Writer: Sam Humphries
Artist: Jen Bartel
Layouts: Paul Reinwand
Colors: Nayoung Wilson & Jen Bartel
Letters: Jodi Wynne
Cover artists: Bartel (regular)/Fiona Staples (variant)
Editor: Jim Gibbons
Publisher: Image Comics
Price: $3.99 US
Adolescence and early adulthood are trying experiences in the best of circumstances. Sure, a lot of us have debaucherous fun as we test our personal limits and society’s during that time, but it’s also a time of perpetual identity crisis. Now imagine going through that in the face of personal tragedy and family dysfunction; it would test even the most hardy of souls. Now imagine you’re attuned to something mysterious and magical, an unseen world of which you’ve caught only a glimpse, and rather than believe you, everyone around you thinks you’re crazy. Writer Sam Humphries explores the challenge of maturity and identity in the context of an urban fantasy world, and it’s brought to life beautifully by artist Jen Bartel. I didn’t know what to expect from this comic at all, and I was not only taken by surprise, but was completely captivated by the balance between grounded characterization and the wonder of the impossible.
Twenty-something Nina hates her life. She’s crashing on her sister’s couch, works a miserable job in a dive bar where men are hitting on her constantly, and has to take pills just to get through the day. As a teen, she briefly saw a better world hidden under our own, a world of wizards and magically imbued creatures, and she longs for a day when she can reconnect with it and rejoin it.
When I first saw Jen Bartel’s regular cover for this comic, I was immediately reminded of Jamie McKelvie’s art on The Wicked + the Divine (also from Image). And as I made my way through the first few pages, that comparison became even stronger. I’m not suggesting Bartel is emulating or ripping off W+D, but rather than her softer approach to character design, depiction and expressiveness is similar. At times, her linework looked a bit like a cross between the styles of McKelvie and Faith Erin Hicks or maybe Mike Norton, and as I scan through the art again, I also see a Colleen Doran influence at play. While Nina and other characters are undeniably lovely and attractive, Bartel never sexualizes them. The colorists employ a duller palette for the more mundane scenes, reinforcing the funk in which the heroine is immersed. But the magical effects really pop in comparison, and I loved the lovely and haunting glow that radiates from those visual elements.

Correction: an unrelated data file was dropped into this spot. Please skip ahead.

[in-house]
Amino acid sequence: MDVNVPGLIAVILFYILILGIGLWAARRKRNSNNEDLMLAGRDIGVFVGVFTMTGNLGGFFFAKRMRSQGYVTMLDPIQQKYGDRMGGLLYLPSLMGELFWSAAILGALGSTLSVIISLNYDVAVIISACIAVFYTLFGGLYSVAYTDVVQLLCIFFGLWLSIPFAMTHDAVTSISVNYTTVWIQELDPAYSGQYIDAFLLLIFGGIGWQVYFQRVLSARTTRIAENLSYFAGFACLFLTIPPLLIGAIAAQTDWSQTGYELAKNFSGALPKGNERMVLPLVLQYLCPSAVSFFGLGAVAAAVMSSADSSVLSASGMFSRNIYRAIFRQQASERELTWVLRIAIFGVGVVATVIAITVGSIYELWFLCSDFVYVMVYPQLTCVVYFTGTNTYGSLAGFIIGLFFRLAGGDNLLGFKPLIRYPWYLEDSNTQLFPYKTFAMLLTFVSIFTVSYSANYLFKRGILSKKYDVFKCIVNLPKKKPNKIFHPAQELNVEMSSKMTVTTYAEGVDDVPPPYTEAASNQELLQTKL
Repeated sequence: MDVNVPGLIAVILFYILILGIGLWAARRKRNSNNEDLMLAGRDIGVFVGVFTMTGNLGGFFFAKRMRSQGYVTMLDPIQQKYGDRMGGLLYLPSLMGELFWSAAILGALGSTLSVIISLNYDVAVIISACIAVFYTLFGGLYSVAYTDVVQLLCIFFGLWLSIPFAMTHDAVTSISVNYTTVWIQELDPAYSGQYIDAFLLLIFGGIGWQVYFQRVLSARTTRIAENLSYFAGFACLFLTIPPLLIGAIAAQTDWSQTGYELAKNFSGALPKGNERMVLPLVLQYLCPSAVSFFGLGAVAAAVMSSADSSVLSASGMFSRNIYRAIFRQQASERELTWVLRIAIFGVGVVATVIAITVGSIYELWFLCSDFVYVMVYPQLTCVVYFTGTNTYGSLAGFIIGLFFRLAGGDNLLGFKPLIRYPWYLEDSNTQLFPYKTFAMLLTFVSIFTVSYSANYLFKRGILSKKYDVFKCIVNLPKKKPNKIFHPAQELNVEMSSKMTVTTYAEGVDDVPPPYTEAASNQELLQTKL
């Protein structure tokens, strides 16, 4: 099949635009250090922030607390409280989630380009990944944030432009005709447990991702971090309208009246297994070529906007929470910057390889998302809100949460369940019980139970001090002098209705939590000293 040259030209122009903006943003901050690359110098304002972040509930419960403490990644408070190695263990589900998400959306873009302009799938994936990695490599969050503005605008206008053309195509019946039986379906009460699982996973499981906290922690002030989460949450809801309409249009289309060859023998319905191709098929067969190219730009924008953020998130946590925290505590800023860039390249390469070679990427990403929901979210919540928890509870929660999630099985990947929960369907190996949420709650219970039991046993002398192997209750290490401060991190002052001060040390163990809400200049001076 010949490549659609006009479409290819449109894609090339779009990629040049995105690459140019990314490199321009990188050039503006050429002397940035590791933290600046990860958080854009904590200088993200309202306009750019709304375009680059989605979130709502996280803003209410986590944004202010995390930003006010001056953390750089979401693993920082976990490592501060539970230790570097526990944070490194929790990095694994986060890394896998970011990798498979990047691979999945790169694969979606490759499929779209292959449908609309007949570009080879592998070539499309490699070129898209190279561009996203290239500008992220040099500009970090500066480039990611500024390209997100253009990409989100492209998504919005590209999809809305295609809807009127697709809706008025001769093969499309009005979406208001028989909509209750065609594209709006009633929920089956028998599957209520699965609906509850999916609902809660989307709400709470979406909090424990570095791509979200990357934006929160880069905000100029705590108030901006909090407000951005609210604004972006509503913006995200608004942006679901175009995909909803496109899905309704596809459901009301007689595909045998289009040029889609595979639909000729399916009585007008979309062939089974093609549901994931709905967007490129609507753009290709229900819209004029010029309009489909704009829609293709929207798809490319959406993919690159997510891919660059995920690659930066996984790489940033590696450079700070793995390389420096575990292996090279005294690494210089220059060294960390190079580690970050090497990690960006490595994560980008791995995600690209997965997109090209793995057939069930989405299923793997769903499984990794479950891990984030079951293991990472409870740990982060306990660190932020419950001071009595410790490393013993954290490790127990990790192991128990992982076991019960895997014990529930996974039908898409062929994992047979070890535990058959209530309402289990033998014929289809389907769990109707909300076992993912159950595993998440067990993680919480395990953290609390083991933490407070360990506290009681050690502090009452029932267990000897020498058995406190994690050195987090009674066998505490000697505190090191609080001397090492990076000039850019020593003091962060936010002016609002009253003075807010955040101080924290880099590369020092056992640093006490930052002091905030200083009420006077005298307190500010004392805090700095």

The art isn’t the only aspect of the book that reminded me of The Wicked + the Divine. Humphries’ plot and the whole atmosphere of the story seem very much in line with writer Kieron Gillen’s W+D, and Phonogram, another collaboration between Gillen and McKelvie. I suspect Humphries is a fan of both titles, as there’s clearly a similar sensibility at play here.
There’s really only one aspect of this comic that didn’t work for me: the title. There’s nothing in the script or art in this debut issue that says “blackbird” to me. Feline imagery is prevalent here, but there’s nothing avian. I’m sure the title will make sense in the context of subsequent chapters, but it seems like a misstep of sorts to omit such meaning from the audience’s introduction.
As I noted earlier, this story captures that awful purgatory of one’s 20s, when you’re still trying to figure out how to be an adult at a time when you’re already expected to deal with adult pressures without the resources or experience for it. While the magical world of “paragons” is beautiful and imaginative, it’s this more grounded aspect of the book that really hooks the reader. It’s through this personal conflict that the audience connects with the protagonist and why I’m interested in the more fantastic journey on which she’s about to embark.
I have a confession to make: I really haven’t paid much attention to the comics writing of Sam Humphries, even though he’s produced a lot of storytelling in recent years. And in preparing to write this review, I discovered why. I’d been steering clear of his work because — and this is embarrassing — I confused him with another writer named Sam Johnson, who’s been quite active in his promotion of his oversexualized Geek-Girl comics on social media. The confusion has clearly cost me the enjoyment of some well-crafted comics, if Blackbird is any indication. I also happened to have read last week’s Harley Quinn #50, and juxtaposing those two works by Humphries makes it clear he’s a versatile writer, skilled at diverse genres and tones ranging from the sullen and dramatic to the silly and irreverent. 9/10
Note: This comic is slated for release Oct. 3.